Intensity-Modulated Radiation Therapy Lessens Side Effects in Lung Cancer Patients

A new form of radiation therapy already used to treat prostate, brain, and head and neck cancers has now demonstrated efficacy for reducing the side effects of chemotherapy in patients with lung cancer.

In the study presented at the recent American Society for Radiation Oncology meeting in San Antonio, TX (October 18–21), lung cancer patients treated with intensity modulated radiation therapy (IMRT) had less severe toxicity than patients treated with conventional radiation therapy.

For years, the conventional method of radiation therapy for lung cancer patients has been the use of the three-dimensional conformal radiation therapy (3-D CRT), which shapes radiation beams to match the shape of the tumor. IMRT, a newer technique, uses advanced technology to manipulate those radiation beams and more precisely match the tumor shape, sparing more normal tissue.

In the study, 482 total patients with locally advanced non-small cell lung cancer were treated with radiation therapy; 53% were treated with 3D-CRT, and 47% were treated with IMRT. Patients in the IMRT were farther along in their symptoms than those in the 3-D CRT group, with more in stage IIIB of the disease (39%  versus 30%), larger PTV (486 versus 427 mL), and higher PTC to lung ratio (.15 versus .13). After 2 years, researchers evaluated various survival-related endpoints, incidence of severe toxicity (grade 3 or higher), and amount of chemotherapy administered.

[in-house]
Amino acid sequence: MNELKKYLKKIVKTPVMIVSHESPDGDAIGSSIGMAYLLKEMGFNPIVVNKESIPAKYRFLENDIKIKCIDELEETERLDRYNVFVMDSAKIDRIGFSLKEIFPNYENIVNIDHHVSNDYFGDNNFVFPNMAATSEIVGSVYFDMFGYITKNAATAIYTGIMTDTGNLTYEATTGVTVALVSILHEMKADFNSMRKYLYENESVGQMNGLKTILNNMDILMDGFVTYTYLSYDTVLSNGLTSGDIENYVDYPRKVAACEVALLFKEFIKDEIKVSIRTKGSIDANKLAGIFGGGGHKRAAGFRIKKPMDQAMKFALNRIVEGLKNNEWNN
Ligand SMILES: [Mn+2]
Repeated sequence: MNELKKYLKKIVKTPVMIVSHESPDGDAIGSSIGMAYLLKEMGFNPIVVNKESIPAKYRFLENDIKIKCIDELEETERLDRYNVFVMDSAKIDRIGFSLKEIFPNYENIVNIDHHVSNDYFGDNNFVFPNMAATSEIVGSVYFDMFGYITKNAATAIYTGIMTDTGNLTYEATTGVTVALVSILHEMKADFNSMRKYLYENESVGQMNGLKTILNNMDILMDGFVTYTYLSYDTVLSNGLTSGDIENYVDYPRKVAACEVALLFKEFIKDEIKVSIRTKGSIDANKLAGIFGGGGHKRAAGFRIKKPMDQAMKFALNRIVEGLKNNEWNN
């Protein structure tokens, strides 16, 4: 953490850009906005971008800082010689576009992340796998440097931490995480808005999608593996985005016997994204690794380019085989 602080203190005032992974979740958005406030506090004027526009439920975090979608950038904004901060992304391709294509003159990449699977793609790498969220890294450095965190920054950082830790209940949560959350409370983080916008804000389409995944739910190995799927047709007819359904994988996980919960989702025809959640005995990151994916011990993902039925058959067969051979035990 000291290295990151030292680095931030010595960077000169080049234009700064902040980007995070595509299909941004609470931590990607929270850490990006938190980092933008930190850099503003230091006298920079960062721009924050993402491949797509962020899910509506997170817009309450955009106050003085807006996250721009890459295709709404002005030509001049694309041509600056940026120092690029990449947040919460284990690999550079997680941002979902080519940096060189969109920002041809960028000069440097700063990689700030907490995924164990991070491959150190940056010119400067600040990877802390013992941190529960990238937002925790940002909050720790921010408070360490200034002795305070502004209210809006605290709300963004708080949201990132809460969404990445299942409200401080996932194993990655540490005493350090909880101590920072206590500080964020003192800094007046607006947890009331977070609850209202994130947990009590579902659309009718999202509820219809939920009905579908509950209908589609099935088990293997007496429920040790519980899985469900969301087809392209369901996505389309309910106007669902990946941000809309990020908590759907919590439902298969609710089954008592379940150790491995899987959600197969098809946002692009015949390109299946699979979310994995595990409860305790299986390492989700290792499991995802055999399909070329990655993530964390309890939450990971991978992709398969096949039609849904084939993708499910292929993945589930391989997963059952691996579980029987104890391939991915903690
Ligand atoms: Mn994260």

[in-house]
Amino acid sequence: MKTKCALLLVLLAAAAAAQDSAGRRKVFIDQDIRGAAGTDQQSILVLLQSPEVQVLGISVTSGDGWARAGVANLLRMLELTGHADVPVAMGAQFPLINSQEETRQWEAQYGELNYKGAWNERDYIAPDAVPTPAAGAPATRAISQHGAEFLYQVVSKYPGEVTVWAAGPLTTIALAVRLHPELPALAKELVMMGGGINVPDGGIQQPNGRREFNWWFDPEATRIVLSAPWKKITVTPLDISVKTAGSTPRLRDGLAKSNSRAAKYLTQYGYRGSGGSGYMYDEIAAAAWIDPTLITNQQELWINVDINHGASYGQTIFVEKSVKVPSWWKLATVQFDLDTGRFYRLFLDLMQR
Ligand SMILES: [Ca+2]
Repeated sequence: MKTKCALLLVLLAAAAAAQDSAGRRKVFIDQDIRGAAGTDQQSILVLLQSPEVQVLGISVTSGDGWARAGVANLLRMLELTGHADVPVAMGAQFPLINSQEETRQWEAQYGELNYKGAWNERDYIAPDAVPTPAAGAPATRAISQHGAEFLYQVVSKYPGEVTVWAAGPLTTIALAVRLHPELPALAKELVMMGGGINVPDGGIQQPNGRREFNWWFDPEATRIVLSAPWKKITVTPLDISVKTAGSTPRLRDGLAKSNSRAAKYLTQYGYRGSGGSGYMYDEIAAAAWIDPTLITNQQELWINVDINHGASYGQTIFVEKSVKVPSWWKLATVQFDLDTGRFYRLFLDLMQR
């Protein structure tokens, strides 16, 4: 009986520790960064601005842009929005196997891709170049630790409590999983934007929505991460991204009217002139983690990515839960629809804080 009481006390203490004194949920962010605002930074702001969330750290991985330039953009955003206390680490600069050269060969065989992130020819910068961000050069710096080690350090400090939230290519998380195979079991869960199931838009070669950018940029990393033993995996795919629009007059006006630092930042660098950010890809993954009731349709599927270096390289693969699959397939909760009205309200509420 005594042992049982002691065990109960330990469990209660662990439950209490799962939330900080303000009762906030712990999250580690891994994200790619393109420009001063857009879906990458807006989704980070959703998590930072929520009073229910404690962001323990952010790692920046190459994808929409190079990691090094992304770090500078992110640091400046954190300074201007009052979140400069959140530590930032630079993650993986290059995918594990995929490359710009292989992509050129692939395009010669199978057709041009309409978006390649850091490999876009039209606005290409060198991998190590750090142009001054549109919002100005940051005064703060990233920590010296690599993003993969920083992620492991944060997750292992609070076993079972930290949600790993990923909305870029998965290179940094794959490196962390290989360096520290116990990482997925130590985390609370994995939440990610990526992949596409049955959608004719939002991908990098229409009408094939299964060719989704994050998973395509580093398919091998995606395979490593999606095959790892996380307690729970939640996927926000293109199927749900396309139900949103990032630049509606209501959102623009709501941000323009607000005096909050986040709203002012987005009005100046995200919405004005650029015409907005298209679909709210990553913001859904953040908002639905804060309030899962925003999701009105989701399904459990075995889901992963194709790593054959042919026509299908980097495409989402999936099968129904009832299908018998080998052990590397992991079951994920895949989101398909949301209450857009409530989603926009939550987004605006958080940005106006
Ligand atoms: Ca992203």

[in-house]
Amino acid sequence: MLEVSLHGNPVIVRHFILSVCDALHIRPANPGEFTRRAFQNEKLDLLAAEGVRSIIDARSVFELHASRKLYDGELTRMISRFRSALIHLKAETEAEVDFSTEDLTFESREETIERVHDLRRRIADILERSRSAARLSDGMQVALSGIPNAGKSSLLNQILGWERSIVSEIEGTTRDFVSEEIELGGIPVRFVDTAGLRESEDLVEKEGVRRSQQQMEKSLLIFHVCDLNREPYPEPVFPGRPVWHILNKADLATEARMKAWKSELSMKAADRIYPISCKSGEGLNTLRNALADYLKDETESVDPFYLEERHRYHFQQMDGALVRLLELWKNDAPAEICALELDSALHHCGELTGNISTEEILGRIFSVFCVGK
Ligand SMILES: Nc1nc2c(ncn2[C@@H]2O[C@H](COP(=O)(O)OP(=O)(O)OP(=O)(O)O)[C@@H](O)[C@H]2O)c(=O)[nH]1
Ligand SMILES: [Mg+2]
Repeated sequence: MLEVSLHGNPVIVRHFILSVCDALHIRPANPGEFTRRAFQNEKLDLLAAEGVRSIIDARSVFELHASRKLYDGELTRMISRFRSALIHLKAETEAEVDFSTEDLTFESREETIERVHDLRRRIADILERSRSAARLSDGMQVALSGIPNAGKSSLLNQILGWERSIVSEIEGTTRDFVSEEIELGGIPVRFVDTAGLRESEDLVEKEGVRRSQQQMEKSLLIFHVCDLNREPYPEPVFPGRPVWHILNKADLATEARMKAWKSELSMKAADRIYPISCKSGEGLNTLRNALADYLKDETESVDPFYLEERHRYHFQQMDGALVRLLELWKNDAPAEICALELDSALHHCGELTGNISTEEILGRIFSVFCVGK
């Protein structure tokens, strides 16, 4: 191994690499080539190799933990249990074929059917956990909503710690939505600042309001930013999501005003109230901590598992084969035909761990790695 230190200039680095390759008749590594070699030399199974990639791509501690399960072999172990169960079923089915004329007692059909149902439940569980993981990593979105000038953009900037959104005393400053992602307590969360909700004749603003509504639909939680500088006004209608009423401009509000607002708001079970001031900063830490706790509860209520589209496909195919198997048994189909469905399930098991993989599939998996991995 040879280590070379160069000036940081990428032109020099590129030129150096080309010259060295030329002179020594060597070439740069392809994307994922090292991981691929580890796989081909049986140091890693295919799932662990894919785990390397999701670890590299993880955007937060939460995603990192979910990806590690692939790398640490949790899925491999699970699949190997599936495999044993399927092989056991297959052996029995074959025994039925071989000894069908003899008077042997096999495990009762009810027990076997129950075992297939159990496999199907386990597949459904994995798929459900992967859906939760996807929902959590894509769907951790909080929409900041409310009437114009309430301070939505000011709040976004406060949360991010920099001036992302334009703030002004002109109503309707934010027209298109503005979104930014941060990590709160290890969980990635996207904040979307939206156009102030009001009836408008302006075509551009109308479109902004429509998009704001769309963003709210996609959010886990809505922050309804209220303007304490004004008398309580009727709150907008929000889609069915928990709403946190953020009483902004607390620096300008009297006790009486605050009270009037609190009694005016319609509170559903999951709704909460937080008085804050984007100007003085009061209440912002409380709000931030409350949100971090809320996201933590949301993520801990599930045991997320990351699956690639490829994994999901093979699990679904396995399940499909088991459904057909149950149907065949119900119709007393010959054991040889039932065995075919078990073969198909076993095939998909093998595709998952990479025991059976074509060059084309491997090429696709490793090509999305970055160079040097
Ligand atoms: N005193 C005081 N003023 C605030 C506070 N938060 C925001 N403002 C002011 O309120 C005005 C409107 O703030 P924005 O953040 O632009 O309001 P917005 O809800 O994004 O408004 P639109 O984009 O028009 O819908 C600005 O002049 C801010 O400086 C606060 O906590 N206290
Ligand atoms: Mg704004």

Although patients treated with IMRT had no statistically significant difference in 2-year overall survival, IMRT was far better tolerated than 3-D CRT. Patients treated with IMRT experienced significantly fewer cases of severe pneumonitis—lung inflammation that required oxygen, steroids, or mechanical ventilation, and/or led to death—than those in the 3-D CRT group, despite having larger tumors.

Lead author Stephen Chun, MD, University of Texas MD Anderson Cancer Center in Houston, and his coauthors suggest that IMRT could offer a significant opportunity to improve quality of life for patients with large tumors. "The data from our study makes a strong argument that we should routinely consider use of IMRT in locally advanced lung cancer," Dr. Chun concluded.